Seasonal Eating: Winter Fruits & Vegetables

Spread the Word!

Seasonal eating or eating seasonally is purchasing and consuming foods when they are harvested. Seasonal food is fresher, more nutritious, cheaper, and tastier. Eating according to the seasons is fun, simple, and sustainable! Seasonal eating is not only good for you but the environment too. Lastly, eating by the seasons is not all or nothing. Adding seasonal fruits and vegetables to normal shopping and cooking habits is great way to add variety to your diet.

Seasonality

Seasonality and sustainability are different concepts BUT eating seasonally can help you eat sustainably. Sustainable eating is about choosing foods that are healthful to both you and your body as well as the environment.

The Five W’s of Seasonal Eating

Who should eat seasonally? Everyone! What is seasonal eating? When you purchase and eat produce at the time of year when it is naturally harvested. When? Year round! Keep in mind what is available per season depends on where you live. Where? At the farmer’s market, grocery store, or wherever you purchase your produce. Why should you eat seasonally? Variety, quality, freshness, cost, and sustainability. Furthermore, fresh foods are less expensive and at peak freshness and flavor. Eating seasonally is a great way to add color to your diet.

How to Eat Seasonally?

Think local, visit a farmer’s market, get involved with a community supported agriculture program (CSA), check out the produce section of the grocery store, check out food and nutrition bloggers and visit your state’s department of agriculture. Many supermarkets dedicate a portion of their produce section to local, seasonal fruits and vegetables. Some may even provide recipes! Incorporate seasonal produce into your meals and snacks by finding out what is in season, trying new recipes or incorporating them into your favorite dishes. Try a salad or soup using winter fruits and vegetables.

Fruits and Vegetables Currently in Season

New Jersey produces an array of fruits, vegetables, and grains despite being one of the most densely populated states in the United States. (1) New Jersey isn’t known as the Garden State for just any reason! Fun Fact: There are more than 7,000 varieties of apples grown throughout the world and more than 30 are grown in New Jersey! (2) Keep reading to find out what else is in season in New Jersey.

The Garden State

New Jersey is a top ten producer of fruits and vegetables such as eggplant, blueberries, and tomatoes. (1) Drive through parts of NJ and you will find vineyards, horse farms, and produce and livestock farms that stretch for miles. New Jersey grows hundreds of different fruit and vegetable varieties each year. New Jersey has nearly 10,000 farms and 17% of the state is comprised of farmland. (1)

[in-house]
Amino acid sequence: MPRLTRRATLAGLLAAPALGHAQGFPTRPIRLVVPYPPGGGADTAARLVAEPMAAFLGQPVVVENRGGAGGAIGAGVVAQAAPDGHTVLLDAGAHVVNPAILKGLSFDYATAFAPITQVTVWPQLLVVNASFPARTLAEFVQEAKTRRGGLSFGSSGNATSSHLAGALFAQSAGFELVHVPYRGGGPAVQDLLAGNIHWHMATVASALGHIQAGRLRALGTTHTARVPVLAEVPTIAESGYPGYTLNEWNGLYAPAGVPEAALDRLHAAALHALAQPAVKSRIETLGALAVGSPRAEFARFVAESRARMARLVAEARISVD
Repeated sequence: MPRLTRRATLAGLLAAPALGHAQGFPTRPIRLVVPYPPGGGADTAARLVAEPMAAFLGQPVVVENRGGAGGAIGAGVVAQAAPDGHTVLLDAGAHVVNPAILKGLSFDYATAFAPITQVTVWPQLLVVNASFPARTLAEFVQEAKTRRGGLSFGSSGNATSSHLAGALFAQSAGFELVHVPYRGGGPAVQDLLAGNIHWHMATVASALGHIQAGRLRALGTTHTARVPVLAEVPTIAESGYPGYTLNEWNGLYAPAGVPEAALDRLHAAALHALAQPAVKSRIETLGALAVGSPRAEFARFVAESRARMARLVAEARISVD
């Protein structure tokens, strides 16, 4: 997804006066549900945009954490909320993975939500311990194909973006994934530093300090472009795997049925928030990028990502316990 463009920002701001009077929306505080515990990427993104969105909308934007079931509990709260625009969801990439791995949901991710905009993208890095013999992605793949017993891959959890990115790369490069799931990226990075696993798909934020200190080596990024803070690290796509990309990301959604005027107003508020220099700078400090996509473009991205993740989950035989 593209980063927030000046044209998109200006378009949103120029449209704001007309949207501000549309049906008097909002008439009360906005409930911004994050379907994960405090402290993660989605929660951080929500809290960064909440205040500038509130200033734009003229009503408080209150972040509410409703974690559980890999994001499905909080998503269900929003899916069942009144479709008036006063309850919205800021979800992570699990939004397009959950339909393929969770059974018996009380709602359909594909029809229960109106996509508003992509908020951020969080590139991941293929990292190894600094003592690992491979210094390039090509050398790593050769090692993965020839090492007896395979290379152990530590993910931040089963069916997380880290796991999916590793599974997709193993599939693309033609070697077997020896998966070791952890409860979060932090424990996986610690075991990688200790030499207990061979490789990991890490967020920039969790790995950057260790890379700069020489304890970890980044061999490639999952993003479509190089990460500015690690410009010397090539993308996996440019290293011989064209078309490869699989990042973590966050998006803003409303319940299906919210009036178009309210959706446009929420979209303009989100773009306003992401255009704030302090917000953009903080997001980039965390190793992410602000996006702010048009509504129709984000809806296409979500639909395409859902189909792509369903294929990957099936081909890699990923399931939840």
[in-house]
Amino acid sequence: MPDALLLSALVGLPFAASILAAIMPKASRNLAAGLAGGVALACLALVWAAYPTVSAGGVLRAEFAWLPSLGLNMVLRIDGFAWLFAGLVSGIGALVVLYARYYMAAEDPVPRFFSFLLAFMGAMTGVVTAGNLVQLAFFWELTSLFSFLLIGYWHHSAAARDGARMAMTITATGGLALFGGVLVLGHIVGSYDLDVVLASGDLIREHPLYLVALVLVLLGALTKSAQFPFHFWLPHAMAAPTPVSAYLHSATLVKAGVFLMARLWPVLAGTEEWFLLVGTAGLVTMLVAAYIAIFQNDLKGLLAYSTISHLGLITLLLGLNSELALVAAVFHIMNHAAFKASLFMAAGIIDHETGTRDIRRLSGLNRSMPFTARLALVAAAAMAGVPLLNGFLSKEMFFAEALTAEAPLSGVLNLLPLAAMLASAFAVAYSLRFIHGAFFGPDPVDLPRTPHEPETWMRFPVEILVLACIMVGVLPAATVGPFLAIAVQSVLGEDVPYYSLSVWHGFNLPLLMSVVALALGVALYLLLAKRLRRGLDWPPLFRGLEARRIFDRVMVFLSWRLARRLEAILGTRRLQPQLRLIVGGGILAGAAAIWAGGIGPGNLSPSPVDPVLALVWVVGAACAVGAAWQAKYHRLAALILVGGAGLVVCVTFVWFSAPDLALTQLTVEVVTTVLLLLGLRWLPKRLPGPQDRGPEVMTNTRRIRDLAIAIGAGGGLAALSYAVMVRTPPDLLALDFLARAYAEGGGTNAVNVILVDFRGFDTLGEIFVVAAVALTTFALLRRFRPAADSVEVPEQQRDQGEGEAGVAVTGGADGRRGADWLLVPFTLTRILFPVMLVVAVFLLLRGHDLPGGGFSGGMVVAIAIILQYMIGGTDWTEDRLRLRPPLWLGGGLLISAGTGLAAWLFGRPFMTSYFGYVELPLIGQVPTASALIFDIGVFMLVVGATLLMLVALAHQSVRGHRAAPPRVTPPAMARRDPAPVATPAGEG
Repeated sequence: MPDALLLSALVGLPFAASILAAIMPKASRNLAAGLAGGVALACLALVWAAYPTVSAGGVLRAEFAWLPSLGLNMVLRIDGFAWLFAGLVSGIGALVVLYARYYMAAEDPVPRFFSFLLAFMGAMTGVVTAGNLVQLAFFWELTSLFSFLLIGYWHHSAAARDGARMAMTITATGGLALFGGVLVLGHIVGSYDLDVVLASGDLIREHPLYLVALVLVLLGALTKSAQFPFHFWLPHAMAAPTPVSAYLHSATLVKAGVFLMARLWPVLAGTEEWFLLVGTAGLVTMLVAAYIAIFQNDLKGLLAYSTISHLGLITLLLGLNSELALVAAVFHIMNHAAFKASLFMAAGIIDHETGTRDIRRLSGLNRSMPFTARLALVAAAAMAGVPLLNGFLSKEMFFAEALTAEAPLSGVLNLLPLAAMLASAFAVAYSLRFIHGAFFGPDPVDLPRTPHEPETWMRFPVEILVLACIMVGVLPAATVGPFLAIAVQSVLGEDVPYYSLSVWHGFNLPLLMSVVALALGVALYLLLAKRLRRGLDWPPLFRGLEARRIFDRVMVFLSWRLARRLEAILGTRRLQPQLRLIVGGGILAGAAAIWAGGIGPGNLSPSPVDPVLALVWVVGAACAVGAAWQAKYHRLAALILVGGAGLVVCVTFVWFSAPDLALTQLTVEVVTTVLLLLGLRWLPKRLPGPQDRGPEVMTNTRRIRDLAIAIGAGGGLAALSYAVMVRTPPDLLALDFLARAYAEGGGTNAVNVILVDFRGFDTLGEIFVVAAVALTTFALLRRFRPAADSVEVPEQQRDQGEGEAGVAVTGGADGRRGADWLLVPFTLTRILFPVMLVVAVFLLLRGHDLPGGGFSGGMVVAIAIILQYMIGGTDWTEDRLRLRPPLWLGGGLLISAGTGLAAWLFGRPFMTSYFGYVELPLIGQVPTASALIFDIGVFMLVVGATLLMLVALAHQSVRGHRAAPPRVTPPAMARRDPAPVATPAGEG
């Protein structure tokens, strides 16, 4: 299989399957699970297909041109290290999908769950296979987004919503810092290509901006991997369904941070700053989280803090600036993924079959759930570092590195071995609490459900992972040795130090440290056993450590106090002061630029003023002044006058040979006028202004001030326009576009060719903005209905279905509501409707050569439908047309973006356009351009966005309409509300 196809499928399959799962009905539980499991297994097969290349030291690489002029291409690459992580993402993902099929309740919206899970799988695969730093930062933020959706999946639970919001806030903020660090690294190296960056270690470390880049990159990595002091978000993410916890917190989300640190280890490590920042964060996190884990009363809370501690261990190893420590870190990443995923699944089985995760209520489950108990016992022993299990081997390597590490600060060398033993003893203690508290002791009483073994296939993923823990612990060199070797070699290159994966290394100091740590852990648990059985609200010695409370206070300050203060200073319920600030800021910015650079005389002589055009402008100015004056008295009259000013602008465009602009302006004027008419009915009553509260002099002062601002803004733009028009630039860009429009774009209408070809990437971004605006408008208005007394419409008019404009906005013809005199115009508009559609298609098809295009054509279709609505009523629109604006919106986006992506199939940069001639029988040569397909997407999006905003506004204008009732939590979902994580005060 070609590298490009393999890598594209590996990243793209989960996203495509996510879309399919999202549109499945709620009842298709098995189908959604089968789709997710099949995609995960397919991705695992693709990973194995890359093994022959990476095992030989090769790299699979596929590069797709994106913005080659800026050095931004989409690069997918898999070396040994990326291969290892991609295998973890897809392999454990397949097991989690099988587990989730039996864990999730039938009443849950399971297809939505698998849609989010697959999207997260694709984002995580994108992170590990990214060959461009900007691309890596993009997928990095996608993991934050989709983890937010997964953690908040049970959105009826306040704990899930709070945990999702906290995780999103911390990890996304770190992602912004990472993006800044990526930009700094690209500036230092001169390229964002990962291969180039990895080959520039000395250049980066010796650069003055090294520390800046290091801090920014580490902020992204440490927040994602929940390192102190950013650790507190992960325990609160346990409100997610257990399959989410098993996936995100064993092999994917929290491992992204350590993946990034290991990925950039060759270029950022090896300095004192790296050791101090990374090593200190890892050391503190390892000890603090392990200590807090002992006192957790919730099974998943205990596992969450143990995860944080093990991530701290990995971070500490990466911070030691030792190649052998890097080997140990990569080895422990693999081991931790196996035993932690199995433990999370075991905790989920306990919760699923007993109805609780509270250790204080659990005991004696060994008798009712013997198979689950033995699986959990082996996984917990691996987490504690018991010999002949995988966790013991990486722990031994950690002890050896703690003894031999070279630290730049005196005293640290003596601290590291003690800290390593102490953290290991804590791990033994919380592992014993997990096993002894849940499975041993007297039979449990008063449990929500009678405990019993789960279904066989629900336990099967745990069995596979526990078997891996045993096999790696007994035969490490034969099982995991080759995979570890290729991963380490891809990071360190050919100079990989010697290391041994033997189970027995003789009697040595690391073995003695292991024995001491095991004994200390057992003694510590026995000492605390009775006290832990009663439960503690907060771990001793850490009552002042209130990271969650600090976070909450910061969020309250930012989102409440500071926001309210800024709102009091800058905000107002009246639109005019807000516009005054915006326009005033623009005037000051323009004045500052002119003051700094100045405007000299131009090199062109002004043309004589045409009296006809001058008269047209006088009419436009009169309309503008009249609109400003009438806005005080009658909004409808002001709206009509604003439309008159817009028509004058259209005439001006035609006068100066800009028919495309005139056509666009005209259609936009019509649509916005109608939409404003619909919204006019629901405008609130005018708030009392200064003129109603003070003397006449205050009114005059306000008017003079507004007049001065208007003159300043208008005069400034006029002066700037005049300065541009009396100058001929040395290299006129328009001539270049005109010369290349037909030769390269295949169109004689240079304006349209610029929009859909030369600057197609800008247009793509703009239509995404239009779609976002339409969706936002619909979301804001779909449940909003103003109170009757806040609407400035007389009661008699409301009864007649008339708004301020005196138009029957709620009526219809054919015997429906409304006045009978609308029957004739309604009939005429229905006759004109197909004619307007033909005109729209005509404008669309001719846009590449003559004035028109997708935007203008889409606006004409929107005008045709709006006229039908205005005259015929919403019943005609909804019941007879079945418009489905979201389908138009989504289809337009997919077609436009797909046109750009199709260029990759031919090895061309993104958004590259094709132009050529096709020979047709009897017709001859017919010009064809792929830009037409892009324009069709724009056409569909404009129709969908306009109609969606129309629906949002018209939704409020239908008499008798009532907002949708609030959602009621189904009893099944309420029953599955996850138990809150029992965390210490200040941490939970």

Winter Fruits and Vegetables in New Jersey

After that brief history lesson, what is in season in New Jersey? Fruits, leafy green vegetables, corn, squashes, and tomatoes are just a highlight of local produce available in grocery stores and farmers markets throughout the state. Apples, cranberries, arugula, beets, Bok choy, broccoli, Brussels sprouts, cabbage, carrots, cauliflower, Chinese cabbage, collard greens, garlic, kale, lettuce, leeks, lima beans, mustard greens, okra, onions, parsnips, peppers, potatoes, pumpkins, scallions, squash, sweet corn, tomatoes and turnips are currently available this winter. (2)

Cooking Your Winter Fruits & Veggies

What can we do with our winter fruits? Besides enjoying them raw, we could sauté our apples and pears with cinnamon and nutmeg for a quick snack or dessert. We can combine different varieties of apples to make an apple salad, toss in some cranberries for extra flavor! We can top our breakfasts with seasonal fruits, snack on fruits throughout the day or add them to smoothies, snacks, meals or desserts.

What can we do with our winter veggies? We can eat our vegetables raw or boil, steam, saute, stir-fry, roast, bake, grill or pickle them! Try sauteing potatoes with leafy greens and seasonings for a great side dish. Roast vegetables such as potatoes, broccoli, cauliflower, brussel sprouts and carrots on a sheet pan. Try stuffed squash or sweet potatoes as a meal or side dish. Add leafy greens to a smoothie for extra vitamins and minerals. In addition to smoothies, add vegetables to soups, salads, casseroles, stir-fries or sauces.

Keeping Your Winter Produce Safe

The four principles of food safety: clean, separate, cook and chill. Keep surfaces and utensils clean. Wash all produce before eating not after purchasing, unless eating it immediately. Separate produce from meats and poultry and cold foods from hot foods. When cooking either fruits or vegetables, make sure to cook them to the proper internal temperature. Consider canning or freezing extra produce so you can add it to smoothies and soups throughout the season! View this produce storage guide from UC Davis on how to properly store fruits and vegetables for better taste.

Conclusion

Seasonal eating is good for you, your family, your wallet, and the environment. Even during winter there are so many foods in season in New Jersey. If you do not live in NJ, check out your state’s department of agriculture to find out what is in season in your state. As you enjoy your winter festivities consider how you can incorporate more winter fruits and vegetables into your diet! From soups and salads to sauces and desserts there are many ways to enjoy seasonal produce. Seasonal eating adds color, variety and nutrition to your diet. Winter is not over until March 20th, there is still plenty of time to incorporate winter fruits and vegetables!

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